TUESDAY JULY 13, 2010
Even on vacation, healthcare can’t be taken for granted. I was reminded of that on a recent beach weekend “down the Shore.”
My family and I had taken a long weekend in Cape May. I spent much of that Friday on the beach with my 10-year-old son. While reading is my preferred beach activity, I ended up in the ocean with my son, riding the waves and generally being spun around like I was inside a blender. The tide was very strong and we were swept down the beach often. To get back to our starting point we would leave the ocean and walk down the beach, back to where our umbrella was located. But once, as we left the water, I spotted a middle-aged man who was staggering. He sat down in a couple inches of surf, and I asked him if he needed help. At first he declined, but then when he tried to get up and couldn’t, he asked me to get his wife and told me her name. It was a scary moment, and I ran up and down the beaching yelling her name. Aside from a couple puzzled looks, no one responded, so I asked the lifeguard for help. It was only a matter of minutes, but by the time I returned to the stricken man, a good Samaritan was already at his side offering assistance. I’m not sure if that compassionate woman was a nurse or a physician, but she clearly was a healthcare professional with years of training backed by a strong commitment to service. I watched her as she took control of the situation, assessing the man’s vital signs and calmly reassuring the man and his wife (who by that point had been located, fortunately.) The lifeguard called an ambulance and the situation was well in hand. The crowd dissipated and my son pulled me back into the waves.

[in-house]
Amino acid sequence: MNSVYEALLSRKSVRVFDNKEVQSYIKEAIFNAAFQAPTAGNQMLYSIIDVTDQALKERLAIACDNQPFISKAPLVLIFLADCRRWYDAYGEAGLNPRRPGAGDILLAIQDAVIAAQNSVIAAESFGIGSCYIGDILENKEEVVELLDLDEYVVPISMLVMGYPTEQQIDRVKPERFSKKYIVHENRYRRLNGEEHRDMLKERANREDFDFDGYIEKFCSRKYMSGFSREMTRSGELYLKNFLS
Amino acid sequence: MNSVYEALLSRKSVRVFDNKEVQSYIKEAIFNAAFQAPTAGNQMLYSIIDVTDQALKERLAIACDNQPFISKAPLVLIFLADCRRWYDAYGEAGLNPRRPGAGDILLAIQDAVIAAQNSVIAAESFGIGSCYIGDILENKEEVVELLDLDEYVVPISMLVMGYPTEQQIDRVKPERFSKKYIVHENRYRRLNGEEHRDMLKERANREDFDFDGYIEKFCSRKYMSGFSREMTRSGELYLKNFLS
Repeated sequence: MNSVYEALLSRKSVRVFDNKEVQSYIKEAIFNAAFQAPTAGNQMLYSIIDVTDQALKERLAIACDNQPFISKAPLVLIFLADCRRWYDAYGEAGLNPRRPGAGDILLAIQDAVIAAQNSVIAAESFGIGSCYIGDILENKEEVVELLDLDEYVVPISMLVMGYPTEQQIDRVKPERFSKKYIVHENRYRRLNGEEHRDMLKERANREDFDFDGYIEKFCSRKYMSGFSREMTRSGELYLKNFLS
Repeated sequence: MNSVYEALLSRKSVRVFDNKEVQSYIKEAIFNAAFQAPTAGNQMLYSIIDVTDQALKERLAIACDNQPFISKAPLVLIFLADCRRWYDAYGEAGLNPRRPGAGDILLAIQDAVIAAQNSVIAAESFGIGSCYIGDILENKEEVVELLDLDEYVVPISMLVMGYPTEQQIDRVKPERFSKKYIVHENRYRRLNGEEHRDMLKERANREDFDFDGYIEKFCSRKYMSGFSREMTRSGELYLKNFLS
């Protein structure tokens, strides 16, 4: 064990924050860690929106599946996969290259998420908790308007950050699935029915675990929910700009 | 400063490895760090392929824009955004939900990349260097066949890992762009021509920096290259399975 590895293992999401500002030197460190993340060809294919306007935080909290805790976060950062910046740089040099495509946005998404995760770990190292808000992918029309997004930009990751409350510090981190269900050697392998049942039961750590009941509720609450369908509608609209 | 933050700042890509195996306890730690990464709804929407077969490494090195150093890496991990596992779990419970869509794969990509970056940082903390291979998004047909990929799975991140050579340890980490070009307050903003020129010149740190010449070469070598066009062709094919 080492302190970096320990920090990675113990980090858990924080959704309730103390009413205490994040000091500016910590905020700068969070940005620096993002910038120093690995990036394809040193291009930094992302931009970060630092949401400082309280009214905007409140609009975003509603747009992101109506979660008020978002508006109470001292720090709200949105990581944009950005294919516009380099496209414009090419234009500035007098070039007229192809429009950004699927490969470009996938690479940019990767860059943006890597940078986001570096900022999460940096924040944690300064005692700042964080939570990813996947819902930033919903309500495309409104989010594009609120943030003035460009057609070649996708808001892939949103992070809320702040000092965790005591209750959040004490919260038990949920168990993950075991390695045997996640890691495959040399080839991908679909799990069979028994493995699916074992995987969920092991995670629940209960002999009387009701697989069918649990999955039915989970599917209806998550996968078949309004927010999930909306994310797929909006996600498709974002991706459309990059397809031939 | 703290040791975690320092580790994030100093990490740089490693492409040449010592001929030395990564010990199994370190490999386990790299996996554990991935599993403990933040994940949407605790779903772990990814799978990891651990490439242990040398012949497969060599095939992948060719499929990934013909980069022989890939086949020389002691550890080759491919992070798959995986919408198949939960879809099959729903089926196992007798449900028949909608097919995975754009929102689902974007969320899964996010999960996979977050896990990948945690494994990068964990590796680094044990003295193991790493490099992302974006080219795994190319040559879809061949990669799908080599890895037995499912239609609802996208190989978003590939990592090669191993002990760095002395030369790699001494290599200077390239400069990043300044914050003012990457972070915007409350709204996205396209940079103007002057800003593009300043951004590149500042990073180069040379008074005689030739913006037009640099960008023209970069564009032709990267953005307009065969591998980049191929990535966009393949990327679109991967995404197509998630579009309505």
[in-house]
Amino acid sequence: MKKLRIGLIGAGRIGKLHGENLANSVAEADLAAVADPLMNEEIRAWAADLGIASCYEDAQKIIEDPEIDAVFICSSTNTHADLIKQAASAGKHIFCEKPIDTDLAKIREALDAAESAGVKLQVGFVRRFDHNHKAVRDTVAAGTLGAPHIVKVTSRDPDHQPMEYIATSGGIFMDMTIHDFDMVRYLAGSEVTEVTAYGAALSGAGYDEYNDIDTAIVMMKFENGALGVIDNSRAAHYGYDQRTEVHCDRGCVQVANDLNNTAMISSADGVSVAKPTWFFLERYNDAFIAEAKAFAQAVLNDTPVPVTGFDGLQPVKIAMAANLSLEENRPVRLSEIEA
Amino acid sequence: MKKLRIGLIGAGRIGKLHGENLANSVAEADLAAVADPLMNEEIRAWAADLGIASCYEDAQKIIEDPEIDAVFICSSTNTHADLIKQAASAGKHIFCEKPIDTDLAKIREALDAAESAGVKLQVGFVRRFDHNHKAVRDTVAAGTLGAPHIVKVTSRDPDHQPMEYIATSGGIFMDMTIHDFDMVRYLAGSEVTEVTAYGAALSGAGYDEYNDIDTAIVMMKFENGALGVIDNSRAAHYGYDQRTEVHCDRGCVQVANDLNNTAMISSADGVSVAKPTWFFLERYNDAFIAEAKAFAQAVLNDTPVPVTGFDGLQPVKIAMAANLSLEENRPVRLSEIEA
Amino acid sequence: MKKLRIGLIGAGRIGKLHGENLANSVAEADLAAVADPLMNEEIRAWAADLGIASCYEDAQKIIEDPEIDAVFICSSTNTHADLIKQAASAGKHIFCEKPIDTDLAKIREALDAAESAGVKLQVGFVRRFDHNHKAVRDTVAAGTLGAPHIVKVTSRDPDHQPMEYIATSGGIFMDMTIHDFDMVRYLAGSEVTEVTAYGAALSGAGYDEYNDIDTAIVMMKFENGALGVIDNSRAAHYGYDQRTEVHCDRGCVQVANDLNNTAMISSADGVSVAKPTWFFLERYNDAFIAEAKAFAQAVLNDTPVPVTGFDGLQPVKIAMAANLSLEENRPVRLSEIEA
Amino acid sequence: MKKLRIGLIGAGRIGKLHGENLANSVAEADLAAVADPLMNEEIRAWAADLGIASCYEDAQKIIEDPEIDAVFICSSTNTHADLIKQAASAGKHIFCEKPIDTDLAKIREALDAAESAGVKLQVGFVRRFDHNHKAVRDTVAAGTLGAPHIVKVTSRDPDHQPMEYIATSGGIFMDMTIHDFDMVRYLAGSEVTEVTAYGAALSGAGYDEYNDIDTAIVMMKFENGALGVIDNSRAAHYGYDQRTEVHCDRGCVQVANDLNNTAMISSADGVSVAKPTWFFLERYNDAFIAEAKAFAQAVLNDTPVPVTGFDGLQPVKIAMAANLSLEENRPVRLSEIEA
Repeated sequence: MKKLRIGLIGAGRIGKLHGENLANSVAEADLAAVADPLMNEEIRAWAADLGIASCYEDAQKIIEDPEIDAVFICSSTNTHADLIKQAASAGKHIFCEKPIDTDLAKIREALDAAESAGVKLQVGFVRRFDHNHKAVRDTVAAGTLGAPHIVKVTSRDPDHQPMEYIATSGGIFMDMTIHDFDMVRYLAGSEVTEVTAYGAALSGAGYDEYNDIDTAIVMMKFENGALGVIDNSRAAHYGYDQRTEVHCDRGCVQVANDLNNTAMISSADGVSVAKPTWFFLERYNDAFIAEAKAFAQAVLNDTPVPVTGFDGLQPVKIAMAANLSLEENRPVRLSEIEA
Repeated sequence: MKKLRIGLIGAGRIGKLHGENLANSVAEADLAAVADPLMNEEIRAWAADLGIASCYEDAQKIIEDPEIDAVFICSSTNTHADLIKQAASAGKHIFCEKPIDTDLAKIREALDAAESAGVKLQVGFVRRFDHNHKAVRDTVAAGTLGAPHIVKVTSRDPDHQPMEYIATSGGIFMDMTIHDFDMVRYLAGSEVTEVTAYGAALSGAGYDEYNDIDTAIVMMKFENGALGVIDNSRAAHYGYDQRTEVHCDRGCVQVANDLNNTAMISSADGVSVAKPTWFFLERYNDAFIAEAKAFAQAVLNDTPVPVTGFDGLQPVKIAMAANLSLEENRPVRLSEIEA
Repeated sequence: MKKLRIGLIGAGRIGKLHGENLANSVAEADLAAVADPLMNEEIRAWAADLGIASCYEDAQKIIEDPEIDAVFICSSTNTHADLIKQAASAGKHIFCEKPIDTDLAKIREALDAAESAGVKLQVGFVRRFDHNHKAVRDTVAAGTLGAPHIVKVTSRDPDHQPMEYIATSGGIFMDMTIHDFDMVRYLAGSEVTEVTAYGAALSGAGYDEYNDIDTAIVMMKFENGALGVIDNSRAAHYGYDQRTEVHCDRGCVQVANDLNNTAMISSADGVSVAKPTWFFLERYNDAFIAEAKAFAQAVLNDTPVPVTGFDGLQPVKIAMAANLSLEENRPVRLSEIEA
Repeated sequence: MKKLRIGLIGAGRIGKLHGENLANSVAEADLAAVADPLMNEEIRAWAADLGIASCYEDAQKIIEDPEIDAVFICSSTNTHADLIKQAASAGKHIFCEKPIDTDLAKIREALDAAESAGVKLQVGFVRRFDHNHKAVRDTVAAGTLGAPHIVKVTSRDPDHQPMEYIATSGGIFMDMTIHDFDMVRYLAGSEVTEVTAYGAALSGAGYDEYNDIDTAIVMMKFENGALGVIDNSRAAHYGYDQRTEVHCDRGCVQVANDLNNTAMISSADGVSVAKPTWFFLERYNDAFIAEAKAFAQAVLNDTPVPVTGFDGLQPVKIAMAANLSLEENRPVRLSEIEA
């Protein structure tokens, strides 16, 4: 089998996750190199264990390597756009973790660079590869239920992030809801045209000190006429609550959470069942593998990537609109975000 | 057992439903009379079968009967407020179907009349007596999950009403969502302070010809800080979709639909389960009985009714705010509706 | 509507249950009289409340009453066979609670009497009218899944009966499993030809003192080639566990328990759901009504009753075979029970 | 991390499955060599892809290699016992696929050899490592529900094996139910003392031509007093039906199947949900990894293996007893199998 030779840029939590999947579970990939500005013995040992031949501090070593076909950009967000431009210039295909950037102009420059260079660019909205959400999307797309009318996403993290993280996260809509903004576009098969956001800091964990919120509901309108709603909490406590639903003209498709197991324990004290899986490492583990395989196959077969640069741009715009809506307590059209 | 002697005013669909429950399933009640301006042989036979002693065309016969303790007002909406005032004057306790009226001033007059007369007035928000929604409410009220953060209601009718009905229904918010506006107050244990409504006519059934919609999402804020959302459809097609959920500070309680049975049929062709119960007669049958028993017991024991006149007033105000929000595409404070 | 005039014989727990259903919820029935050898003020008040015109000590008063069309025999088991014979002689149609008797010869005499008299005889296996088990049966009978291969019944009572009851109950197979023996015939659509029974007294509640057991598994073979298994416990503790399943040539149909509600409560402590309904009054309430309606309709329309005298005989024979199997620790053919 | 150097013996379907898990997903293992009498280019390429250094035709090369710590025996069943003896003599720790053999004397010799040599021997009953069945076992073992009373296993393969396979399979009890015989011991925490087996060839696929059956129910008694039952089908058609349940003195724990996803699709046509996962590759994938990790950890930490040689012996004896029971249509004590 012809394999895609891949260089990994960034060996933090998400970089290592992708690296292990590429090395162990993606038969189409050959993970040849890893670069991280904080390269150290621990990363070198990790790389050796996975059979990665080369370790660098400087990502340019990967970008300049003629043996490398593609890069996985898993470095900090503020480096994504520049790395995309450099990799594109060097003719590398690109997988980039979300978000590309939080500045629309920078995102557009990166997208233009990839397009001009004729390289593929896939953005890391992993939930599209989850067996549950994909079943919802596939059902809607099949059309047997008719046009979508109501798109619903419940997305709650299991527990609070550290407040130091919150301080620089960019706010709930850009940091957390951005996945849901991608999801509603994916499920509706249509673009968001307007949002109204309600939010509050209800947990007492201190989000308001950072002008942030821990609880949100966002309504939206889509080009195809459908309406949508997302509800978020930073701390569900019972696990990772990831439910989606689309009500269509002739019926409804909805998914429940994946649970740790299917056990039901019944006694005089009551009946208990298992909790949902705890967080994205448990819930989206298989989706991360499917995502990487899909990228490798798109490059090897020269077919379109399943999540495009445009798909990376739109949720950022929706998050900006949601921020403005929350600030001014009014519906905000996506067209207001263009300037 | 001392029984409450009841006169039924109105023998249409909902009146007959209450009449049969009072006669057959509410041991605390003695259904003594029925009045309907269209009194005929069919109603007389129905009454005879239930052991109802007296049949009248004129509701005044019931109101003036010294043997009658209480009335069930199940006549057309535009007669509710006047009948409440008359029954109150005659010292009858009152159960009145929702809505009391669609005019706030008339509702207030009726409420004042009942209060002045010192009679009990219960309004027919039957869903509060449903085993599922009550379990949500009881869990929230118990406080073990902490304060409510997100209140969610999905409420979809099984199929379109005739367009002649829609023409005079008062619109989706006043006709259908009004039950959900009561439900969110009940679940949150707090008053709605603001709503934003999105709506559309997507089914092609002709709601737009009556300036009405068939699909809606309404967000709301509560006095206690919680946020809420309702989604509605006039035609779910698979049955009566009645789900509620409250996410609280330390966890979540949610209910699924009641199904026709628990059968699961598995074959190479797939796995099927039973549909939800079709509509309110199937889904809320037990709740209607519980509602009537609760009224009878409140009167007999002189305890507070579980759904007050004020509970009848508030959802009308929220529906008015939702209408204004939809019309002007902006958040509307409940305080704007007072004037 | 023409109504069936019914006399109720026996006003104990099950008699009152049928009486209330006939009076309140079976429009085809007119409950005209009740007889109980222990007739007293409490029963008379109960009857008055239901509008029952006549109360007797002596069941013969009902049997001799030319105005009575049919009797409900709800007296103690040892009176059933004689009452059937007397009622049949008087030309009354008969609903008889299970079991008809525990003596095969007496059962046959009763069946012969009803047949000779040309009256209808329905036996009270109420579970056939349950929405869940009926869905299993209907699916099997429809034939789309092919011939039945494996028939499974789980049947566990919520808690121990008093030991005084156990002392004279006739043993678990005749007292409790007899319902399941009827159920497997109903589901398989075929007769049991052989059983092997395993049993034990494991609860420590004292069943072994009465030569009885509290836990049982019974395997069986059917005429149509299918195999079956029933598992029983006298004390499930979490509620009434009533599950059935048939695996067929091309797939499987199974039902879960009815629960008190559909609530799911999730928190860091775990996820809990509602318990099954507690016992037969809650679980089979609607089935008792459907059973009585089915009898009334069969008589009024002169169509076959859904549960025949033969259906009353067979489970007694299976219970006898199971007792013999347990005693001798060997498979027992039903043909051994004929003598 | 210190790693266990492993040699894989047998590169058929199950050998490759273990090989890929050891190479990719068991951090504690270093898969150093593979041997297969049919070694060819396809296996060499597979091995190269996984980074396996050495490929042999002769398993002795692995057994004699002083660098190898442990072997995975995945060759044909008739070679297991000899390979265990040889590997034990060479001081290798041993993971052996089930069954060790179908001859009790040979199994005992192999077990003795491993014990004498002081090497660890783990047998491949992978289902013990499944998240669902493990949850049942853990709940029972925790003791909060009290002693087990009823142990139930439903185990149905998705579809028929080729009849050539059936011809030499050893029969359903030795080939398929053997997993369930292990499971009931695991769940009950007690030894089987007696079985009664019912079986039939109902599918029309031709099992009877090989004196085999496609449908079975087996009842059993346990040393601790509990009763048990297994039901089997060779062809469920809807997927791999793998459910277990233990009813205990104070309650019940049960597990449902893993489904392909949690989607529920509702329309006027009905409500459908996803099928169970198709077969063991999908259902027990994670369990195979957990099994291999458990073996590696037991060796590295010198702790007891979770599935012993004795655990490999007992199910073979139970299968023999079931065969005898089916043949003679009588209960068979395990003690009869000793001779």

I don’t know who that caring person was who stepped up to help a stranger, but she could be any one of the thousands of dedicated healthcare professionals who work in New Jersey. And it’s not just physicians and nurses who care for our state. Our hospitals employ 145,000 individuals statewide – nurses and physicians, along with technicians, clerical workers, dietary staff, housekeepers and a much longer list of workers who keep our hospitals running 24/7/365. In my book, every one of those individuals are heroes, and I sure was glad one was on hand on the beach in Cape May.